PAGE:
China's increasing investment in Africa is a good thing for the continent, the European Investment Bank President Philippe Maystadt said on Thursday.
"That's a good thing because the needs are enormous," Maystadt said at a press conference, "I mean the financial needs are so large in Africa that if there are more resources available outside the traditional sources, then all the better."
Maystadt made the remarks as President Hu Jintao was on an eight-nation African tour, a move aimed at promoting relations between China and African countries, especially in the economic field.
Based on the principle of mutual benefit, the Chinese government is encouraging its financial institutions and companies to reach out to Africa. Over the years, China has also provided African countries with aid without any political conditions attached. As its economic strength grows, China is gradually scaling up assistance to African countries.
Ahead of Hu's visit, China pledged to double aid and offer US$5 billion in loans and credits to the generally underdeveloped continent by 2009.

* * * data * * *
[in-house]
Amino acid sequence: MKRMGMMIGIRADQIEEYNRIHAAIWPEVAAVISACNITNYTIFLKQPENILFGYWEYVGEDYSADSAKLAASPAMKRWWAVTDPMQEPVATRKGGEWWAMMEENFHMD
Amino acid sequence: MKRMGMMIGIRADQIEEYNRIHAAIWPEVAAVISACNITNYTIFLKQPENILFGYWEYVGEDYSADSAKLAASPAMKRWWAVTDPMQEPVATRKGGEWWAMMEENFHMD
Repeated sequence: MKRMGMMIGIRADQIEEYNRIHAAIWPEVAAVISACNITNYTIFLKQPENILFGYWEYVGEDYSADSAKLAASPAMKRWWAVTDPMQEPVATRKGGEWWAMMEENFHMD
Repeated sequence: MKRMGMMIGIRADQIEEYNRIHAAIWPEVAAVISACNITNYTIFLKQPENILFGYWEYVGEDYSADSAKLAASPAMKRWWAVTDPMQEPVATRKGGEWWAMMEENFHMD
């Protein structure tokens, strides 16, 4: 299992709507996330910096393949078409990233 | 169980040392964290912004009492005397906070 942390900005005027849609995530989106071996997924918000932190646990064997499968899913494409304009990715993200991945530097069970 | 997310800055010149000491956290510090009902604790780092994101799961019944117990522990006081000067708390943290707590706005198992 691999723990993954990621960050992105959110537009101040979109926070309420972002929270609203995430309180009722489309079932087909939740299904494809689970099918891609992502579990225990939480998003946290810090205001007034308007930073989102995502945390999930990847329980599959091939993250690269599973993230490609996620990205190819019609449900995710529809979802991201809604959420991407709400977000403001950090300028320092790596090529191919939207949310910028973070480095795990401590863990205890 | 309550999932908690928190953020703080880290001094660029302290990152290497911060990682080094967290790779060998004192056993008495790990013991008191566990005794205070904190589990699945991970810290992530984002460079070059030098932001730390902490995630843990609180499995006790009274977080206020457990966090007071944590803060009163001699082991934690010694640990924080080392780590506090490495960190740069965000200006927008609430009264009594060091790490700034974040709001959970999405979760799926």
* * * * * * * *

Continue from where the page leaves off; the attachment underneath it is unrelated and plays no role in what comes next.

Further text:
Although China's practice of providing unconditional aid and loans to Africa was criticized by western countries who always link investment with political reform and human rights issue, it was widely welcome by those countries who need help.
The latest report from the World Bank said China's investment in Africa is playing a positive role in boosting African economic growth and such impact will be greater in the future.
Maystadt acknowledged that his institution is losing projects in Africa to Chinese banks.
"There's been a few projects (in Africa) that we were working on and which in the end were financed by Chinese banks," Maystadt told reporters during the presentation of the EIB's 2006 results.
The EIB is the EU's long-term financing institutions. The bank, owned by EU member states and located in Luxemburg, is mainly to contribute towards the integration, balanced development and economic and social cohesion of EU members. It lent a total of 45.8 billion euros in 2006, mostly within the EU.
(Xinhua News Agency February 9, 2007)